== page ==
Payment platform Klarna adds a carbon footprint tracking feature to products that allow consumers to control the environmental impact of their activities.
If packaging of purchased food must indicate its fat, sugar, or salt content, why not make the carbon footprint of product production, transportation, and purchase evenly visible? Klarna is a payment service provider for e-commerce Tuesday announcement This type of information should also not be treated as a luxury that consumers have to pay for separately, but it can be seen as an essential component of the buying process.
In this regard, the Swedish emerging company announced a new feature in its application that will provide greater transparency in this regard to customers by assessing the carbon footprint associated with online shopping. In this way, consumers can take new aspects into account in their informed decisions, for example by comparing not only the price but also the emission characteristics of each product or evaluating their performance.
For now, the new feature only serves the last, as it only indicates the estimated values after purchasing the merchandise, but Klarna plans to update the app soon and compare the features of each product before purchasing. An important component of the initiative is that Klarna will not charge sellers for offering a “CO2 tracker,” which means that in principle it will not depend on who can appear in a more customer-friendly color.
The app displays CO2 emissions related to purchases in kilograms in the usual way, but also assigns activities to help users relate to the values obtained: for example, it shows how long a vehicle could have the same amount of emissions.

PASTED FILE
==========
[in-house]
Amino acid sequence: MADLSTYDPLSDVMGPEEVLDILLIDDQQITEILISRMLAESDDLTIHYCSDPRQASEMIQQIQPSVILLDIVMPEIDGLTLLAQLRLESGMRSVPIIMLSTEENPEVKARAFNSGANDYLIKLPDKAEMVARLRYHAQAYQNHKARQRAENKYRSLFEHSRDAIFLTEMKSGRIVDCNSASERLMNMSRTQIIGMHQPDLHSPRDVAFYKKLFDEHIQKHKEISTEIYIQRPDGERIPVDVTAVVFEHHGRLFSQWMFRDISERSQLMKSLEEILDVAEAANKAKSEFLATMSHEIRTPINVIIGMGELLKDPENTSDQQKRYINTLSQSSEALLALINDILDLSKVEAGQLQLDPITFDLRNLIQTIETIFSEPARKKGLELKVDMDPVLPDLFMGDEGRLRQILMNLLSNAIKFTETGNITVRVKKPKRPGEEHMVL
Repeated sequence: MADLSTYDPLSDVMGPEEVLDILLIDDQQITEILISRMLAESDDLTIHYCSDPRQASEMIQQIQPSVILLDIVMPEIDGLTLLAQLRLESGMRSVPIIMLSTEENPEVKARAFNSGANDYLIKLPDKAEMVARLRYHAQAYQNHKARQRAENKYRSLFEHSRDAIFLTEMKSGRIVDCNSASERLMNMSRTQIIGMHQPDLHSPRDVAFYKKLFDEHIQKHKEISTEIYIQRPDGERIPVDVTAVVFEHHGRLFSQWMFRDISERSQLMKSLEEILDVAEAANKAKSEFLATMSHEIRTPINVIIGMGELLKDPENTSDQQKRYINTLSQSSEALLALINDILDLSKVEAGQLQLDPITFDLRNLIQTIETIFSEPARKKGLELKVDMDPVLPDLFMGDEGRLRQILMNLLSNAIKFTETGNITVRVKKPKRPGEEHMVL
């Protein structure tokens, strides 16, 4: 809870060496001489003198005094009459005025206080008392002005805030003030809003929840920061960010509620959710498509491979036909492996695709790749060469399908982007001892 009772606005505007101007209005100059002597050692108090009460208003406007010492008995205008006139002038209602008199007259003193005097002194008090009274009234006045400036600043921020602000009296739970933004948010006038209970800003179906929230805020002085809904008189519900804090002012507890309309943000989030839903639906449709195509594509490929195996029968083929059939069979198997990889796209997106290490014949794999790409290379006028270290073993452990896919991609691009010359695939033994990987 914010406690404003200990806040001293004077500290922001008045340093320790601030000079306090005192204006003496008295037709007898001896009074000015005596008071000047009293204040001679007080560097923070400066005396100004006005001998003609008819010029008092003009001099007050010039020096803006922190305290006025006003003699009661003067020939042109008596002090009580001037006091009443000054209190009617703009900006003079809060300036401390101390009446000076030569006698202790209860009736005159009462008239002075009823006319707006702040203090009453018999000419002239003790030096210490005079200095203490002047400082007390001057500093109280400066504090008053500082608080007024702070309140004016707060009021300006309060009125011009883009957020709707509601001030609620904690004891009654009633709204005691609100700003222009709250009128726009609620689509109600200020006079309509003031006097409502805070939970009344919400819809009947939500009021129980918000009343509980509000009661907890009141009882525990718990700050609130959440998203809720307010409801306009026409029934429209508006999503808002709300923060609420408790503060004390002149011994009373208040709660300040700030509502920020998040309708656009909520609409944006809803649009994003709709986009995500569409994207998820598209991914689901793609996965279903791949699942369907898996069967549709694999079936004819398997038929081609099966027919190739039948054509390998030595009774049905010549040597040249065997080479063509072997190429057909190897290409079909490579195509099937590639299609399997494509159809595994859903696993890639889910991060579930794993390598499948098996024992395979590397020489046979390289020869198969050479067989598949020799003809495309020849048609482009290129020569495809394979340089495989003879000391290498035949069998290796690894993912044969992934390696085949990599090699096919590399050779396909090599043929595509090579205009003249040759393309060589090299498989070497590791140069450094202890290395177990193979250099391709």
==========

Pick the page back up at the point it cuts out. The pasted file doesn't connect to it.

Pay later if you can
Klarna is currently Europe’s most valuable startup after earning at least $ 1 billion in a round of investments that closed a month and a half ago, giving it a valuation of $ 31 billion. Linked to this is the company’s Givon initiative, which provides 1% of its newly acquired capital, $ 10 million, for initiatives to protect climate and conserve biodiversity, and will create opportunities for similar offers after transactions in their application.
The company’s most important product, with 250,000 merchants and 90 million users, is the microcredit service that, when integrated into e-commerce platforms, leads to lending to cumbersome merchandise or the ubiquitous use of credit cards through its “buy now, pay later” installment solution. It is also licensed as a bank, building the largest network of its kind in Europe through its open banking services and offering financial products in some markets.
When it comes to “buy now, pay later” lending, it should be noted that China announced tougher regulations for online microcredit services last November, but there is widespread criticism in Europe, among other things, for the rapid rise in Loan value and potential financing. Risks. The UK government announced in February that it would require providers like Klarna to verify their creditworthiness as more and more young consumers are beating themselves up with such loans, which has become even more exciting during the period of pandemic restrictions.